WASHINGTON, D.C. — As chapels go, the simple structure on property owned by the Adorers of the Blood of Christ congregation in Columbia, Pennsylvania, is not much.
It’s more of an arbor, really: four posts and several cross boards built on property the sisters own that includes a leased cornfield. Several pew-like benches are arranged around it.
Still, said the sisters, it stands as a symbol of resistance by people of faith to a planned natural gas pipeline called Atlantic Sunrise that developers want to build through miles of farmland and small towns of picturesque Lancaster County.
The pipeline’s path takes it through a strip of land the congregation owns in the Harrisburg Diocese that includes farmland and the sisters contend that construction poses a danger to God’s creation. They have declined repeated offers of compensation from Transco, the project’s developer, to allow an easement for it to be built.
“This is something that we felt as a matter of conscience,” said Sister Sara Dwyer, coordinator of the congregation’s justice, peace and integrity of creation ministry. “We had to look at it more deeply and take a stronger stand.”
Allowing the pipeline through the property would run contrary to the congregation’s Land Ethic, she explained. Adopted in 2005, the document upholds the sacredness of creation, reverences the earth as a “sanctuary where all life is protected” and treasures the earth’s beauty and sustenance that must be protected for future generations.
The Adorers’ stance has inspired others who have opposed the entire 183-mile pipeline since it was proposed three years ago by Transco, which is owned by Tulsa, Oklahoma-based pipeline company Williams. The pipeline will carry natural gas from hydraulic fracturing wells in northeastern Pennsylvania to existing pipelines that run 10,200 miles from New York to Texas.
Dwyer told Catholic News Service July 12 the congregation was pleased to allow construction of the chapel after it was proposed earlier this year by Lancaster Against Pipelines, a community group working to stop the project.
The chapel was dedicated July 9 with about 300 people attending. People prayed for guidance in their effort to oppose the project, listened to the Land Ethic being read, and heard from a group of Sisters of Loretto from Kentucky, who joined religious and community groups in a 2013 campaign to oppose another pipeline project by Williams in the state. Williams pulled out of the venture in 2014 citing market forces.
Mark Clatterbuck, Lancaster Against Pipelines co-founder, said the Adorers have inspired the effort to stop the pipeline.
“Having the sisters publicly involved reinforced the moral and religious anchor that has guided this movement,” he told CNS.
“Lancaster Against Pipelines has never been a religious organization,” Clatterbuck added, “but for a lot of the leadership and core folks doing the work, it’s always been a spiritual and religious battle for us. This is care of creation, stewardship of the earth.”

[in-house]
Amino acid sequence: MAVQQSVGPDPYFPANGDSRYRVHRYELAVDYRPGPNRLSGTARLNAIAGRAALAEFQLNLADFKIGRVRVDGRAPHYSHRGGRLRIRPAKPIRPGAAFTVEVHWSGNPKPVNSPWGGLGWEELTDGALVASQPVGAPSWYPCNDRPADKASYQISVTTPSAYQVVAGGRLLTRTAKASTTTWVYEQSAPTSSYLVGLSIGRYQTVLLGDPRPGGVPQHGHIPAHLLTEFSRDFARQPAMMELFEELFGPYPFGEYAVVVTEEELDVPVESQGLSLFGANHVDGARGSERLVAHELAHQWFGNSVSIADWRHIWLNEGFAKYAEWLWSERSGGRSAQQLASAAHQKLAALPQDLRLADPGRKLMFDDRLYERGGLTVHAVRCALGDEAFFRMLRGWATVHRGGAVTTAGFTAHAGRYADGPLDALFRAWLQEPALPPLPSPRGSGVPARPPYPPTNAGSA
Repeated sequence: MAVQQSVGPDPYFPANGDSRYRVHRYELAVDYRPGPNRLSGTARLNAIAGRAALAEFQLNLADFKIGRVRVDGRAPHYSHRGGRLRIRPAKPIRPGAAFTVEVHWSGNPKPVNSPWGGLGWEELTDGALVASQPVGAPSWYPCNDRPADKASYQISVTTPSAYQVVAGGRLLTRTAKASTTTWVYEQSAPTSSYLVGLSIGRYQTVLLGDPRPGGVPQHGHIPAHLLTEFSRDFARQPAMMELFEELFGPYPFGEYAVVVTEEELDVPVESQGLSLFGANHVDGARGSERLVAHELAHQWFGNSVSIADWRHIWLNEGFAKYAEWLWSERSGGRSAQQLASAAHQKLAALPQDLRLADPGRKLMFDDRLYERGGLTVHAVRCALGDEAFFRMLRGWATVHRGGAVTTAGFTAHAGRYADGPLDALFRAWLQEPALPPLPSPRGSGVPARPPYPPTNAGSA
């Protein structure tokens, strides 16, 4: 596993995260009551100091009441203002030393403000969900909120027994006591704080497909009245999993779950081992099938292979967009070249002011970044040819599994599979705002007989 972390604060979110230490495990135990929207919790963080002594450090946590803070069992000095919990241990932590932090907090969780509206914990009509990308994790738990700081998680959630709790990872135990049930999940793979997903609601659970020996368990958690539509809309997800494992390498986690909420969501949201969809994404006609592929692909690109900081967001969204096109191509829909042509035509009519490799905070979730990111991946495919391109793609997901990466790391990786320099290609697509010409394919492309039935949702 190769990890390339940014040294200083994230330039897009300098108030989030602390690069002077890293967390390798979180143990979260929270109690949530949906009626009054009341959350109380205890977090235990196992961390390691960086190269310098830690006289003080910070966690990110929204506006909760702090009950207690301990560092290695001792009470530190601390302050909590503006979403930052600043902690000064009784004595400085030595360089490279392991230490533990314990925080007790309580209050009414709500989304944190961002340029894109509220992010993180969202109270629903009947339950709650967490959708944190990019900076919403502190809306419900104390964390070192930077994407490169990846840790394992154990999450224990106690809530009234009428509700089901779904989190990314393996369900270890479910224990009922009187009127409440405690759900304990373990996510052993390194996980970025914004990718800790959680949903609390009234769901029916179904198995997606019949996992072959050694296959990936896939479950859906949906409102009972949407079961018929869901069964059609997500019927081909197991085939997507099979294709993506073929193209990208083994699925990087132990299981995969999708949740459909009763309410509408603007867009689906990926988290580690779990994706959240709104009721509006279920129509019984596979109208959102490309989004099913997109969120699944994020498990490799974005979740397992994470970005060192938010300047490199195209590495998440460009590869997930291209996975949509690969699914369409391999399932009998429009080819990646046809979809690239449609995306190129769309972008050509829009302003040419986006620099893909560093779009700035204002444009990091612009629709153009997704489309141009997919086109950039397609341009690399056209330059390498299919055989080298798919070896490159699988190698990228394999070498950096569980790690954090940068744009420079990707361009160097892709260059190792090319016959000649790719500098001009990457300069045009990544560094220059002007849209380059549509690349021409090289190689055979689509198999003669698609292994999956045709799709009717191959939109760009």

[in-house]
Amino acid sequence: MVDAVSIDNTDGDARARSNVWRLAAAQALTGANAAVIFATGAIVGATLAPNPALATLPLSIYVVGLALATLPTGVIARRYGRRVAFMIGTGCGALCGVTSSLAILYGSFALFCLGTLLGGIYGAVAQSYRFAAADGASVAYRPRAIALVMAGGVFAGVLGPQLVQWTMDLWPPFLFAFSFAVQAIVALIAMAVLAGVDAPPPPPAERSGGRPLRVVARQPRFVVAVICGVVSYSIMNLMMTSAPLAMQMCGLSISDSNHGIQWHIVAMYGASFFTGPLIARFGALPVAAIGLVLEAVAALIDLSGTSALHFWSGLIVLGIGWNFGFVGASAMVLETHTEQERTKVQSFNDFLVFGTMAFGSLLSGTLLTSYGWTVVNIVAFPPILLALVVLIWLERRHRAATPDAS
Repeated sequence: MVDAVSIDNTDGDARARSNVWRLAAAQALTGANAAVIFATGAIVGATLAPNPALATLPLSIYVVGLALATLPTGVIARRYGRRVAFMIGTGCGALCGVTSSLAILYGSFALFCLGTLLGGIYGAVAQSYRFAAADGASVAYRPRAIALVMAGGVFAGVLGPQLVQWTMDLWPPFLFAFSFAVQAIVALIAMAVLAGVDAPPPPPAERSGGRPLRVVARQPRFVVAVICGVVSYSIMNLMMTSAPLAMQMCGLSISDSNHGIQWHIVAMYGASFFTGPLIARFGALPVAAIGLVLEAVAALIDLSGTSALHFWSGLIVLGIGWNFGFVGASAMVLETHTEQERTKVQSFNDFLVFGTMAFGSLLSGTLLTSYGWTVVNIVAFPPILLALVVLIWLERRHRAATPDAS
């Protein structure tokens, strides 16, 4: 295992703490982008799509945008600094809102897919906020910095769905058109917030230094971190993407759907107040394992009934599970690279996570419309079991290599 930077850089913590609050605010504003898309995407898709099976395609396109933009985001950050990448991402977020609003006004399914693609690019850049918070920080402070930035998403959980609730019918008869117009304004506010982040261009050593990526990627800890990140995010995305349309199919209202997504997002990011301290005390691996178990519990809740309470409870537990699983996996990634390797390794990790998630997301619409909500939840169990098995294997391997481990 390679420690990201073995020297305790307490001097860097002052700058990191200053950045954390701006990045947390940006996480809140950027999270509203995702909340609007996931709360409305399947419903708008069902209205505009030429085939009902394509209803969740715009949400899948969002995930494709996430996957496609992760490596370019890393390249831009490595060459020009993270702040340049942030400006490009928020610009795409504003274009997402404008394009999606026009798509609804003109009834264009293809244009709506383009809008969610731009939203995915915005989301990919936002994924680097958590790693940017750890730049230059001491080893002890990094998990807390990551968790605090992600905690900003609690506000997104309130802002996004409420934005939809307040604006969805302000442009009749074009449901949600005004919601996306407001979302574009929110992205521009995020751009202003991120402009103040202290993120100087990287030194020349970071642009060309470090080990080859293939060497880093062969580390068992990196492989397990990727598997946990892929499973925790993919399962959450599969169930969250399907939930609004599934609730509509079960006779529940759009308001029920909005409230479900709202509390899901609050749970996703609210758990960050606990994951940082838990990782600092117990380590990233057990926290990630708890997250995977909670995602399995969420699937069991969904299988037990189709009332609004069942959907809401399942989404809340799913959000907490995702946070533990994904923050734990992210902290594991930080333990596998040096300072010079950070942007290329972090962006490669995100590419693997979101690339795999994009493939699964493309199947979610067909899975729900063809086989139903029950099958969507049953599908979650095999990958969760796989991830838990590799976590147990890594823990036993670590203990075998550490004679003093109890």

News of the chapel caught the company’s attention, said Chris Stockton, a Williams spokesman. Company lawyers filed an emergency motion in U.S. District Court for the Eastern District of Pennsylvania to take immediate control of the land through eminent domain, which allows the government to appropriate land for the public good.
A federal judge, however, denied the emergency request July 7. The judge said that although the project had been approved by the Federal Energy Regulatory Commission, an already-scheduled court hearing set for July 17 in cases filed against all landowners who have turned down Transco’s monetary offers for easements would be the appropriate venue to hear arguments.
Stockton told CNS the company was concerned that the chapel was going to be a more involved “permanent structure” and it responded to head off any effort that would delay pipeline construction, which is set to begin this fall.
He said the easement being sought from the Adorers involves about an acre.
“The reality also is (the property) is a cornfield and farmed by a tenant farmer. Once (the pipeline is) constructed, it can still be farmed and still be utilized for the same purpose if they want to put the arbor up again. Or they can put it up in any other location,” Stockton said.
Taking such a public stance is new to the Adorers, said Sister Janet McCann, a member of the congregation’s leadership team in St. Louis. She offered a reflection at the chapel dedication. She said if energy companies wanted to invest in sustainable or renewable energy projects on their property, the order would listen.
“We want the energy companies to invest all this time and money and resources into finding sustainable energy sources,” she said. “That’s how this is going to happen. The system has got to change. That’s why we’re standing up to this.
“And we are extremely encouraged by the amount of support we’re getting from all sorts of people, from all sorts of faith traditions and people from no faith tradition who have a love for the earth.”
Lancaster Against Pipelines planned a picnic and prayer service at the chapel July 14 in advance of the court hearing. Some of the Adorers planned to be there.
The sisters realize the courts could clear the way for construction, which would force the chapel to be removed.
“From a congregational point of view,” Dwyer said, “we’re just taking it one step at a time and seeing what happens next.”